China has long since been the golden egg of the FX brokerage business, and most certainly the bulls eye of…
China has long since been the golden egg of the FX brokerage business, and most certainly the bulls eye of this incredibly valuable target being the ability to accrue a high quality IB network on the mainland.
Reporting from Shenzhen today, FinanceFeeds conducted a detailed investigation into introducing brokers in China’s Guangdong province, in the city which is billed to be the most rapidly advancing urban metropolis in modern China.
What do the IBs in Shenzhen want from their broker?
The million dollar question. Or in this case, the $7 per million question.
Shenzhen is home to approximately 12 large introducing brokers, some of which perform the role of solely sending funds directly to overseas FX companies, and others which also manage client portfolios. Additionally, there is a network of permanently employed, salaried sales managers who operate in a similar vane to an IB but are direct employees of overseas firms.
Gone are the days when Chinese IBs were only interested in driving a hard bargain and then splitting the proceeds between themselves and their sub-IBs. Today, with the Chinese government’s omnipresent all-seeing eye having put a stop to many bank transfers to FX firms and in the aftermath of western firms which ran a profit and loss model for their IBs who subsequently had to deal with various angry clients on their doorstep, caution and trepidation is top of the agenda.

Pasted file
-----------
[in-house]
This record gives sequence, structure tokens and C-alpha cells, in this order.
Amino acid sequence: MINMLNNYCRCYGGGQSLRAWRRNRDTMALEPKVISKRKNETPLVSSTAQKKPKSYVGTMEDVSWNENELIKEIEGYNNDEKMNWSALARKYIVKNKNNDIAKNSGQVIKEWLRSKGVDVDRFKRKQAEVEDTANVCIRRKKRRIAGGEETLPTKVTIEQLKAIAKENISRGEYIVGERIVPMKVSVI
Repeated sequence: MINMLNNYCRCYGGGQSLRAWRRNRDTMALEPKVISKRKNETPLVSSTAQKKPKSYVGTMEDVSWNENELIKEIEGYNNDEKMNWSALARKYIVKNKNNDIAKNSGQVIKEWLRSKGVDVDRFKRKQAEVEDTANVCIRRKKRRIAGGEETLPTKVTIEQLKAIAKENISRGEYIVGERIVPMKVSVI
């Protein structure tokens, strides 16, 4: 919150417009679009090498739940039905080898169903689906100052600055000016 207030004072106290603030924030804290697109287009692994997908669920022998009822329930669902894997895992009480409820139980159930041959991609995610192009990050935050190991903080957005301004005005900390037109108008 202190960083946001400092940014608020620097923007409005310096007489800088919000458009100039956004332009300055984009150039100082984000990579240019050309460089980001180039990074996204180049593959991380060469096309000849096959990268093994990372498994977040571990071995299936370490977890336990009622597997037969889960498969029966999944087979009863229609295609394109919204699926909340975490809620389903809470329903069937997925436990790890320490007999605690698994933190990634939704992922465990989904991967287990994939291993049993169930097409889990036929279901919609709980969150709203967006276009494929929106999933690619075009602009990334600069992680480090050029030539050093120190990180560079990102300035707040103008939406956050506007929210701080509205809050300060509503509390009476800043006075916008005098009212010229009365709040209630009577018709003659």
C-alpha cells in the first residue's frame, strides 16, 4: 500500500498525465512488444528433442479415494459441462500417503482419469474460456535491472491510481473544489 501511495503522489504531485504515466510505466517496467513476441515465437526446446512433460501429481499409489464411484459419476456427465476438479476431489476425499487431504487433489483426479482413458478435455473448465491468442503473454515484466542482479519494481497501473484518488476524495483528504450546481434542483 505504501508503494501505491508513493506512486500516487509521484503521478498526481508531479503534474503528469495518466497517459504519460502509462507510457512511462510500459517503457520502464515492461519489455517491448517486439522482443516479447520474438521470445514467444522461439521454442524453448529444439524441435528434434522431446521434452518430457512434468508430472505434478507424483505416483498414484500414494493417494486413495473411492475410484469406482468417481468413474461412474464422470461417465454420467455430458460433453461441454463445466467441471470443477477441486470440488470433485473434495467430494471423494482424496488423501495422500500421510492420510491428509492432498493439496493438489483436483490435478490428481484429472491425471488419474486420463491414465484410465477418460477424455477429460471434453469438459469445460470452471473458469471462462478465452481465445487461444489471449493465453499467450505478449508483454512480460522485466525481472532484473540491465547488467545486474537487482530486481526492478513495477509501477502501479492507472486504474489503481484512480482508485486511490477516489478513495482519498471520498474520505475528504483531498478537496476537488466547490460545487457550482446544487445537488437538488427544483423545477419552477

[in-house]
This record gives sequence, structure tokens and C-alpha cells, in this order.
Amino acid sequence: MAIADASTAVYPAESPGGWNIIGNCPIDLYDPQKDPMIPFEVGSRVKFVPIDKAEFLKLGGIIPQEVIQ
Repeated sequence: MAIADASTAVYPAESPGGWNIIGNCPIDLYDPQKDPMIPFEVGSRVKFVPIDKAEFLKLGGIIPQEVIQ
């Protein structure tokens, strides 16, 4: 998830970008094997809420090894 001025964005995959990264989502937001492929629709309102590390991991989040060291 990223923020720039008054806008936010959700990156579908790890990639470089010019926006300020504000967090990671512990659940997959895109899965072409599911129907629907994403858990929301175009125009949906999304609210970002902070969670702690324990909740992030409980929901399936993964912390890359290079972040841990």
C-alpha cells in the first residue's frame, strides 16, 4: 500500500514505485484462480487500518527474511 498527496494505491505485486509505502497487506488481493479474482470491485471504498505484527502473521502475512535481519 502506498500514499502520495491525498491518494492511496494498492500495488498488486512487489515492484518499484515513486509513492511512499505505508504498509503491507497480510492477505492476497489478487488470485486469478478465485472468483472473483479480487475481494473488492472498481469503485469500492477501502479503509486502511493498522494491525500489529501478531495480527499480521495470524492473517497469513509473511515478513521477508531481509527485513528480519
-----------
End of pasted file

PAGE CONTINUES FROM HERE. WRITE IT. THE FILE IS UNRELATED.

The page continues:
Of the seven IBs that were visited by FinanceFeeds today in Shenzhen, all of which had offices with headcounts between 20 and 100, the top priorities were:
a. A London base with FCA regulation
b. Public listing on the London Stock Exchange (this website is open in China, therefore the entire operations of the company can be viewed)
c. Establishment in Britain for more than 15 years.
These key credentials have outstripped the bargaining model and by operating with a publicly listed firm, IBs can be sure that their own commissions would be paid, and that their client money would be secure, as public companies have a duty to their shareholders which is not restricted to corporate performance, but also to toeing the legal and ethical line.
Interestingly, there is a growing number of English-speaking salaried staff working for British and Cypriot retail FX companies in Shenzhen. They are paid between 9,000 to 10,000 RMB (approximately $1,418 to $1,576) per month as a base salary, and then earn a lot-based commission of between 50 cents and 75 cents per lot depending on the company, which equates to $5 to $7.50 per million on a lot size of $100,000.
Not bad at all, however the work is very demanding and a sales team often has to be managed, for which the salaried manager is responsible and must remunerate from his commissions.
As far as IB commissions are concerned, the average Shenzhen IB with a sales team and an annual deposit of $8 million and receives an annual IB commission of approximately $1 million, which performs purely IB business and does not manage client funds, would seek a total spread of 1.8 pips on cable, with a hefty 1.2 pips going to the IB, leaving the FX broker which handles the order flow with not only all of the administrative issues required to look after a Chinese IB, but also only 0.6 pips spread.
Here, volume is the name of the game, however for an FX dealer, that is a very small part of a very large pie, and with bank transfers off the agenda, a payment gateway which supports China UnionPay and can allow international processing is essential.
Who exactly are you?